By Robert Peston
Business editor, BBC News
Nationalising Northern Rock looks much less likely after a government decision to offer much greater financial support to any private sector rescuer.
The government is trying to decide what to do about Northern Rock
Prime Minister Gordon Brown has backed a plan from bankers Goldman Sachs to convert the Bank of England's loans to Northern Rock into bonds for sale.
These bonds would stay on the public sector balance sheet until conditions improve in financial markets.
They would then be sold to investors in small parcels every few months.
The sales would take place as and when financial institutions regain their appetite for such investments.
And they would be guaranteed by the government, rather than by a private sector insurer.
As a result, the Treasury would therefore be funding Northern Rock to the tune of tens of billions of pounds for as long as five years, even if it remains in the private sector.
On those terms, it will be difficult for Northern Rock not to agree a deal with either the Virgin consortium or Olivant - the private sector groups vying for control of Northern Rock.
The main risk to a private-sector deal now appears to be a veto from the European Commission
Mr Brown has been studying the proposal from Goldman Sachs, a major investment bank, for a week.
He has now decided to go with it.
An announcement will be made to the Stock Exchange on Monday morning and the Chancellor, Alistair Darling, will make a statement in the Commons later that day.
He will say that nationalisation remains possible if agreement cannot be reached on a private sector deal.
However, the main risk to a private sector deal now appears to be a veto from the European Commission, which could rule that the massive long-term financial support to be provided by the government would be in breach of rules prohibiting state aid.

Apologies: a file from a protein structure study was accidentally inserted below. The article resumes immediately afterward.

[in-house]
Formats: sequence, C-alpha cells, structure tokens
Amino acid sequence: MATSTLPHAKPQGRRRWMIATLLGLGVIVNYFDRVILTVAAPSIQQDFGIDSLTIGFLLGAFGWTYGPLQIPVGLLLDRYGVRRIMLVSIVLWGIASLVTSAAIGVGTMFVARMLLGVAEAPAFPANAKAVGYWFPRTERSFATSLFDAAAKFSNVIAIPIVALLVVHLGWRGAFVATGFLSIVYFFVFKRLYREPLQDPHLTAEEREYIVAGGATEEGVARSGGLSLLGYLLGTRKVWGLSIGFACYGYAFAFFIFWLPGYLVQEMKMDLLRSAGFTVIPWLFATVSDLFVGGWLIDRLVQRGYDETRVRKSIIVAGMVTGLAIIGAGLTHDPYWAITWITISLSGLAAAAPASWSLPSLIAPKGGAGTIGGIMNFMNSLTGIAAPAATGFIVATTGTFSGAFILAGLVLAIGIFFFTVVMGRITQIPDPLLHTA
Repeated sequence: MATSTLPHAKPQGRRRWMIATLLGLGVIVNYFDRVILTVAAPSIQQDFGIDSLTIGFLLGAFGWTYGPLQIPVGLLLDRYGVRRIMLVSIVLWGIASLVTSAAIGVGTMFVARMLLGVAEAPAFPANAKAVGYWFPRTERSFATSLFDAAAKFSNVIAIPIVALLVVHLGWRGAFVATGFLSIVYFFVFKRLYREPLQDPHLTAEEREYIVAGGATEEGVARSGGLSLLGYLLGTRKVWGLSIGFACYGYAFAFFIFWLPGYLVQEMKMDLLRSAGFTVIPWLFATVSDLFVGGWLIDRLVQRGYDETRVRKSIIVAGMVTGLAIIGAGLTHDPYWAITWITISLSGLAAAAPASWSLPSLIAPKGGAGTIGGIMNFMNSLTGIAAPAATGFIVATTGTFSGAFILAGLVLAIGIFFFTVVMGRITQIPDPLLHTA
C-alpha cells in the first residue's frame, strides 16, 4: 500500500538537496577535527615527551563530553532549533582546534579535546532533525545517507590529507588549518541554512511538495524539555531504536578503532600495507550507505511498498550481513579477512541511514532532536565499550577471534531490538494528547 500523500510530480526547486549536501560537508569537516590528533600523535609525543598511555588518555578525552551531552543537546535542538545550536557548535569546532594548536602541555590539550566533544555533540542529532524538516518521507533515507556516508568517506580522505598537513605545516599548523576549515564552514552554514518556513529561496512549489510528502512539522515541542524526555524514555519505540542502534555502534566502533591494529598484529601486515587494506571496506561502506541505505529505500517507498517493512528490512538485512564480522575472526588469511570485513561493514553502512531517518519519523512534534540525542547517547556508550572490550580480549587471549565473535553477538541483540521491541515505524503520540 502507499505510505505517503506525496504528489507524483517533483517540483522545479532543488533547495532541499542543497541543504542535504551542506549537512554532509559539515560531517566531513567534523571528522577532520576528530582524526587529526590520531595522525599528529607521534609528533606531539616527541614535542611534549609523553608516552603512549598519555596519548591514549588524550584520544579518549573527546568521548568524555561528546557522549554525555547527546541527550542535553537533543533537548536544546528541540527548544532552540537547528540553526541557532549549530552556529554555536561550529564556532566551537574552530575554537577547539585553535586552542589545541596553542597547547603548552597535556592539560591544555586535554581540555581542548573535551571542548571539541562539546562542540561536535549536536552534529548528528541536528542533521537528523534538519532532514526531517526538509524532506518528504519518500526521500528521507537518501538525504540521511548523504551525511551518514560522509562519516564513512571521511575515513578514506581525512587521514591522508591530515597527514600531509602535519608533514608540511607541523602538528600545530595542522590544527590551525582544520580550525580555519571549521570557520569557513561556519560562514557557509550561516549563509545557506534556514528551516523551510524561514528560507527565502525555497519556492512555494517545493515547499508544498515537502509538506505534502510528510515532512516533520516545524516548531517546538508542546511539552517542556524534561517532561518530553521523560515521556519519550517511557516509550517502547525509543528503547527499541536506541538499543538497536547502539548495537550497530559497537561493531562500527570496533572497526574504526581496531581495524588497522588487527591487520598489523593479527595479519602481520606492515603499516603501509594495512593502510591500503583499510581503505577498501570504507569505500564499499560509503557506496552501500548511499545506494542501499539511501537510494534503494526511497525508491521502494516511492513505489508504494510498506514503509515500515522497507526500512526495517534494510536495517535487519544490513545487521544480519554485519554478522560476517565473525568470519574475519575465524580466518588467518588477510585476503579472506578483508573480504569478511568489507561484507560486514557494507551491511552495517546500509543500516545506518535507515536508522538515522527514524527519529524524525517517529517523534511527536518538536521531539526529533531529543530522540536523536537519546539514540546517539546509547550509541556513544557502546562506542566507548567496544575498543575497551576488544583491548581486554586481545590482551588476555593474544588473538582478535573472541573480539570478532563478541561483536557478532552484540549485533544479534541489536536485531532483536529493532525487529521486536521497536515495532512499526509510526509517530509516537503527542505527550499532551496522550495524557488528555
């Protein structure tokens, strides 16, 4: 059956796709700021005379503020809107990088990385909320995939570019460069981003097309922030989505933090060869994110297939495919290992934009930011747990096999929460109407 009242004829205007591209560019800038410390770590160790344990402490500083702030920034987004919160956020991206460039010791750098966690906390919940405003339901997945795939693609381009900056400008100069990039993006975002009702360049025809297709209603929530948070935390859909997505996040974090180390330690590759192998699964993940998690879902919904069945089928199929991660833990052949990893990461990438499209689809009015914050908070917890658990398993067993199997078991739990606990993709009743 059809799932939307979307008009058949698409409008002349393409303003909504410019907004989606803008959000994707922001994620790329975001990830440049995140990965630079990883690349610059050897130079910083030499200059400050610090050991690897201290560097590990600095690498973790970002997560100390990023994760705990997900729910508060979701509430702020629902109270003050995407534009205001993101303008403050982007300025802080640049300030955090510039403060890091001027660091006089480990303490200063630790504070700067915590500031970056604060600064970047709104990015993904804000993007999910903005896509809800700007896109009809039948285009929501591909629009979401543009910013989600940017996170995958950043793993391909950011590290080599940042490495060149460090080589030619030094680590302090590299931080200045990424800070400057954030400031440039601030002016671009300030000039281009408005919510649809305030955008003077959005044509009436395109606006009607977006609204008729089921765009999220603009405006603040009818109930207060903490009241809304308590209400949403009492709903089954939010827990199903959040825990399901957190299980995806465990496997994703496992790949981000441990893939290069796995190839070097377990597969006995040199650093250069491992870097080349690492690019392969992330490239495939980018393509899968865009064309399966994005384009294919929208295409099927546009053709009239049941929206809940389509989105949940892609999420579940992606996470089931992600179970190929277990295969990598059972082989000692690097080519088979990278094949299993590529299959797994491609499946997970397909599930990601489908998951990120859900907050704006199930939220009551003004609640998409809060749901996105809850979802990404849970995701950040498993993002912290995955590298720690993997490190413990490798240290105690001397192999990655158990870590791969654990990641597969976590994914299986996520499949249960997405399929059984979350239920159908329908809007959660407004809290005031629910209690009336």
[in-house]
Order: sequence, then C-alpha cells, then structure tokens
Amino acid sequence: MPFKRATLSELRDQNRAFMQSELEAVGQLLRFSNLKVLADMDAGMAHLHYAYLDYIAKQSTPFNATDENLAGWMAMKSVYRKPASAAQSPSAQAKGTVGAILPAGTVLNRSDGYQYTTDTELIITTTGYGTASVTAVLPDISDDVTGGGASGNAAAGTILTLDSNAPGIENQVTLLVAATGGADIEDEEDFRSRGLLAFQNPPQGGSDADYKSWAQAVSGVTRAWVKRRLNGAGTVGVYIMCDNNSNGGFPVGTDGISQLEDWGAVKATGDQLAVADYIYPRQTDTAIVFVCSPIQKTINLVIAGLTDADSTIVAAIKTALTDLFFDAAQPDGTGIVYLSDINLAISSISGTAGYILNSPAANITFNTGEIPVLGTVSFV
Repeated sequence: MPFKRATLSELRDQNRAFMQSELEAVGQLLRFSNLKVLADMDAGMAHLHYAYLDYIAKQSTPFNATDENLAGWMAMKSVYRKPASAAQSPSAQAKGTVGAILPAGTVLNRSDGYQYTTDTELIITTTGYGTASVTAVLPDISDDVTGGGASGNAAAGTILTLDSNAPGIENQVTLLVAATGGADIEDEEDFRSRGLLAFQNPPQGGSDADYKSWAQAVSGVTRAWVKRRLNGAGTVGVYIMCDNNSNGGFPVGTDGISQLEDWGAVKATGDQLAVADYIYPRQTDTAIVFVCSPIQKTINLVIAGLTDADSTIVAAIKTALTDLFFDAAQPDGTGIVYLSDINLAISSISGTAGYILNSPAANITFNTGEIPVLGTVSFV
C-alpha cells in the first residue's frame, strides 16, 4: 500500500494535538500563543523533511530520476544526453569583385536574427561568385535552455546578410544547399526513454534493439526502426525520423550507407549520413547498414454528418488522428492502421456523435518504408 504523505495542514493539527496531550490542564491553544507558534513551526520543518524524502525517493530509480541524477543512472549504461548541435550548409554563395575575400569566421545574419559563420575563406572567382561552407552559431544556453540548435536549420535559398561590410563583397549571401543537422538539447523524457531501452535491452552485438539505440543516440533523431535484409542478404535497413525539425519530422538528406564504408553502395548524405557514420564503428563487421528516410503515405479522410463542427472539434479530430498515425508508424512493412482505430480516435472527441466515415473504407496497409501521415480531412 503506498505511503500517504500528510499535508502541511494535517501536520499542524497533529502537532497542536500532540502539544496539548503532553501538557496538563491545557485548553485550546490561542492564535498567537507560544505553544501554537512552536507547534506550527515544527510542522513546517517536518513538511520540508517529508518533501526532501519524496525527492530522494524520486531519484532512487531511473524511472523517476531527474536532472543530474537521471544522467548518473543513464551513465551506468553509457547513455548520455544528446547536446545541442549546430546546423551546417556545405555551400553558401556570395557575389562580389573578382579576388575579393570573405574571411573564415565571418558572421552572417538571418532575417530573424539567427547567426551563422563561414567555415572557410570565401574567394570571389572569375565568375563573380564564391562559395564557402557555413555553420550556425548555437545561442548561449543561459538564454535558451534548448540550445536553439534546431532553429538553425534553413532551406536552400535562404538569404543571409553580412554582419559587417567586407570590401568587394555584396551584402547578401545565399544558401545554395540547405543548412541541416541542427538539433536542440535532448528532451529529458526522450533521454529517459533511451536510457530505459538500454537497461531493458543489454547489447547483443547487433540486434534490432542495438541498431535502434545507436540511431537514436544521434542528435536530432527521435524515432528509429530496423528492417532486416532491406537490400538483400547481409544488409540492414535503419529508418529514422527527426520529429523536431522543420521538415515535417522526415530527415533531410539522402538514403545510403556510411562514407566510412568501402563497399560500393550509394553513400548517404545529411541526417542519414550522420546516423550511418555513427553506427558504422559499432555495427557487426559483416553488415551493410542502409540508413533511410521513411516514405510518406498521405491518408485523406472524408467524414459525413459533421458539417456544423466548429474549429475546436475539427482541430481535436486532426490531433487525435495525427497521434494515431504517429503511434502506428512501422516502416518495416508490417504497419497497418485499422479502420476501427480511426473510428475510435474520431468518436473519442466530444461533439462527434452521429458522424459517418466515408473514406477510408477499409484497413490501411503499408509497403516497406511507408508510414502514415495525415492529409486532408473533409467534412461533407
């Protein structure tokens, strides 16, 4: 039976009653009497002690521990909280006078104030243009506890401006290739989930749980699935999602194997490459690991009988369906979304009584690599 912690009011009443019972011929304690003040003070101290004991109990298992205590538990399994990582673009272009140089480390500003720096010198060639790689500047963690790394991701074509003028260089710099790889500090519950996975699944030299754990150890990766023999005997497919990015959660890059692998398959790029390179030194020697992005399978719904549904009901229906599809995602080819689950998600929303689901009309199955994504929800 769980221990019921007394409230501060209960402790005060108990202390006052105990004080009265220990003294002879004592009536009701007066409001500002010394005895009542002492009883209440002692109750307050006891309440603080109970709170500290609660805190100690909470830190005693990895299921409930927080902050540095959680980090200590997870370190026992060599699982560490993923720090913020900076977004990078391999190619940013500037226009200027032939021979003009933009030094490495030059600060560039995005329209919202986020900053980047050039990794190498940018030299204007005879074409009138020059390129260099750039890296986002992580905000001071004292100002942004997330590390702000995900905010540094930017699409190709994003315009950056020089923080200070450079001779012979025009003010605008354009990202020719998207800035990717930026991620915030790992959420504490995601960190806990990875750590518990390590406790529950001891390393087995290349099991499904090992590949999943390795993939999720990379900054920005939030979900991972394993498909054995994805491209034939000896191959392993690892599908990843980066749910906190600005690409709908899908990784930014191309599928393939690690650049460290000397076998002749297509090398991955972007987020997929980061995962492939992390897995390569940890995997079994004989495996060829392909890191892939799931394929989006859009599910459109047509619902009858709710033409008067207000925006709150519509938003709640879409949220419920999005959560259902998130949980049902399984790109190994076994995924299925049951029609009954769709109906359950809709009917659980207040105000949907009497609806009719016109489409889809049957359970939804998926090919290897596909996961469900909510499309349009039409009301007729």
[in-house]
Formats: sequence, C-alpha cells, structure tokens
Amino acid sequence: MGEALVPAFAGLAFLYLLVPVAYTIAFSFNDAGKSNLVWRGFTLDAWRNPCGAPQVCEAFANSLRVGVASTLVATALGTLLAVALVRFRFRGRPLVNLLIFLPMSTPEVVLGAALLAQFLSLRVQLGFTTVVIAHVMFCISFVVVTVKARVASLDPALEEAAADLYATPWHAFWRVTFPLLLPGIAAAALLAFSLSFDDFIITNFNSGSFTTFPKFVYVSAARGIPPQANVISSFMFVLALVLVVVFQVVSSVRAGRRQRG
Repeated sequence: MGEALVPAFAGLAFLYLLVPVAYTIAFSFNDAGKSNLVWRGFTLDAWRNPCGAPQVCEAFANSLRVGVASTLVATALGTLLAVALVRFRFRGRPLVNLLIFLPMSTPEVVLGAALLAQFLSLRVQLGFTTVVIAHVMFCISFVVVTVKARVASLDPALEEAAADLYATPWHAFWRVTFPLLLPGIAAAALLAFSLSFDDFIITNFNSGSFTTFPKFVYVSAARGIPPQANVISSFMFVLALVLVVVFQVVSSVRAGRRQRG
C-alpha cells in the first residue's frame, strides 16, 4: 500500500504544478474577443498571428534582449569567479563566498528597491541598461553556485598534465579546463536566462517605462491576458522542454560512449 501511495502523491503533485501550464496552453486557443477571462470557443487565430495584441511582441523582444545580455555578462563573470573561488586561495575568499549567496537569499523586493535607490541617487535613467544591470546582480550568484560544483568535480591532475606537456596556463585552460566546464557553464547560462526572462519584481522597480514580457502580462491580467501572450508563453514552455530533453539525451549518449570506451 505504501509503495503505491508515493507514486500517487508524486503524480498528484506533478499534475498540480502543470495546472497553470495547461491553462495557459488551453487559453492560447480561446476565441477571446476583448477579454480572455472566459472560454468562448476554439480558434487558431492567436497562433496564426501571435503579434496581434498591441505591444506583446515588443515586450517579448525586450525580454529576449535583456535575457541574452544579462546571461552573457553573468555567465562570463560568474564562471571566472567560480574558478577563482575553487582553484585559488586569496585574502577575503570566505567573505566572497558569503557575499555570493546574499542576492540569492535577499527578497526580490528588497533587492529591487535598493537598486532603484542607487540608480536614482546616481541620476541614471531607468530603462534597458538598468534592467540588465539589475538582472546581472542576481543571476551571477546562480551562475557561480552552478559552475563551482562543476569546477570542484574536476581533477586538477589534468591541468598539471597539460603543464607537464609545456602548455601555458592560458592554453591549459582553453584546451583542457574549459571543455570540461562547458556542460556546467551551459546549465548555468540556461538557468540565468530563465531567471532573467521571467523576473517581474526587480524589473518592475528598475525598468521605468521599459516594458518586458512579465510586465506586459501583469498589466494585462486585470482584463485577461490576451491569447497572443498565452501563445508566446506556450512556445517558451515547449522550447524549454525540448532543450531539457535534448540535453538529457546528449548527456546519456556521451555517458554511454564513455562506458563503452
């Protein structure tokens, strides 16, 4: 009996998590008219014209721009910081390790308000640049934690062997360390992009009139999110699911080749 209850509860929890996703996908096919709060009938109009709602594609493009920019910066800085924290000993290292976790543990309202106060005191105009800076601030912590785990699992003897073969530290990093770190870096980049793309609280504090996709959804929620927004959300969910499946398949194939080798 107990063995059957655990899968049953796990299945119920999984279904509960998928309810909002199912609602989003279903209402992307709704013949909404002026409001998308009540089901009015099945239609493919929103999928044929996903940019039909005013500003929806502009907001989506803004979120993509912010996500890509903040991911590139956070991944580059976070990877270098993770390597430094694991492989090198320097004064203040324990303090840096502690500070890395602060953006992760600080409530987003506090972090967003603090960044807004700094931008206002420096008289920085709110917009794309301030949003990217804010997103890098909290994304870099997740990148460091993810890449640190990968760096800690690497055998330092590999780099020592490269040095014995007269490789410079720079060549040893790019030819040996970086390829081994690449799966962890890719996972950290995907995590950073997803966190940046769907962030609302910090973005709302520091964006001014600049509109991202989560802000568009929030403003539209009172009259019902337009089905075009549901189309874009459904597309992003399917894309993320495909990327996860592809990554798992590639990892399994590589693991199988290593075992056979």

The private sector groups wishing to control the Rock will be set a deadline of early February to submit business plans.
Any deal would have to be agreed by mid-March, which is the expiry date of the European Commission's blessing for the public sector support currently being provided to the Rock.
Under the Goldman Sachs plan, the Rock's assets would be put into a special purpose vehicle.
This special purpose vehicle would then sell bonds over the coming months and years, as markets recover.
In theory, this would gradually reduce the taxpayers' exposure to the Rock.
A substantial taxpayer exposure, of tens of billions of pounds - in the form of direct loans and guarantees to other lenders and depositors - could remain in place for years.
However the Rock would be expected to pay a fee to the government in return for this substantial support
The government may well be attacked by opposition parties for subsidising what could turn out to be vast profits for any future private sector controller of the Rock, such as Sir Richard Branson's Virgin Group.